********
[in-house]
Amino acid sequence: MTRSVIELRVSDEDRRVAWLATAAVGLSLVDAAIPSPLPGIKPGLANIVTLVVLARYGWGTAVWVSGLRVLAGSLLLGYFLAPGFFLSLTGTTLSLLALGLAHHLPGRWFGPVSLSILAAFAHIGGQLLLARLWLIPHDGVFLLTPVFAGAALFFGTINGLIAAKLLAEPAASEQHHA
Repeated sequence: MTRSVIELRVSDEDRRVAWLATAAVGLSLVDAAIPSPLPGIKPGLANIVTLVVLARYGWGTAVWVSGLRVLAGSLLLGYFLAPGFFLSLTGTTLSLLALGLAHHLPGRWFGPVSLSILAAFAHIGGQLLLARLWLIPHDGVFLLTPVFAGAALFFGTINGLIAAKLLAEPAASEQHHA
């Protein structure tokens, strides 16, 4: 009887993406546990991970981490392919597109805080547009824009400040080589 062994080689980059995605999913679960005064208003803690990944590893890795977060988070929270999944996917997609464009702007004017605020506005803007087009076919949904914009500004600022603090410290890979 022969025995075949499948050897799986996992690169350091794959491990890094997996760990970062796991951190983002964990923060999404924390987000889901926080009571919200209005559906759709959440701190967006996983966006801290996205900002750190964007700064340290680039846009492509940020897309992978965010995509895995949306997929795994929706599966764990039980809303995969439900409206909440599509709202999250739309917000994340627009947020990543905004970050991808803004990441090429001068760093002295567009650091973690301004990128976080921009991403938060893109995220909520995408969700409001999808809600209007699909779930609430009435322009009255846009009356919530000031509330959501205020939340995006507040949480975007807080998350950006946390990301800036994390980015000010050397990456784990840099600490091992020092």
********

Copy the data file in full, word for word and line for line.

[in-house]
Amino acid sequence: MTRSVIELRVSDEDRRVAWLATAAVGLSLVDAAIPSPLPGIKPGLANIVTLVVLARYGWGTAVWVSGLRVLAGSLLLGYFLAPGFFLSLTGTTLSLLALGLAHHLPGRWFGPVSLSILAAFAHIGGQLLLARLWLIPHDGVFLLTPVFAGAALFFGTINGLIAAKLLAEPAASEQHHA
Repeated sequence: MTRSVIELRVSDEDRRVAWLATAAVGLSLVDAAIPSPLPGIKPGLANIVTLVVLARYGWGTAVWVSGLRVLAGSLLLGYFLAPGFFLSLTGTTLSLLALGLAHHLPGRWFGPVSLSILAAFAHIGGQLLLARLWLIPHDGVFLLTPVFAGAALFFGTINGLIAAKLLAEPAASEQHHA
């Protein structure tokens, strides 16, 4: 009887993406546990991970981490392919597109805080547009824009400040080589 062994080689980059995605999913679960005064208003803690990944590893890795977060988070929270999944996917997609464009702007004017605020506005803007087009076919949904914009500004600022603090410290890979 022969025995075949499948050897799986996992690169350091794959491990890094997996760990970062796991951190983002964990923060999404924390987000889901926080009571919200209005559906759709959440701190967006996983966006801290996205900002750190964007700064340290680039846009492509940020897309992978965010995509895995949306997929795994929706599966764990039980809303995969439900409206909440599509709202999250739309917000994340627009947020990543905004970050991808803004990441090429001068760093002295567009650091973690301004990128976080921009991403938060893109995220909520995408969700409001999808809600209007699909779930609430009435322009009255846009009356919530000031509330959501205020939340995006507040949480975007807080998350950006946390990301800036994390980015000010050397990456784990840099600490091992020092």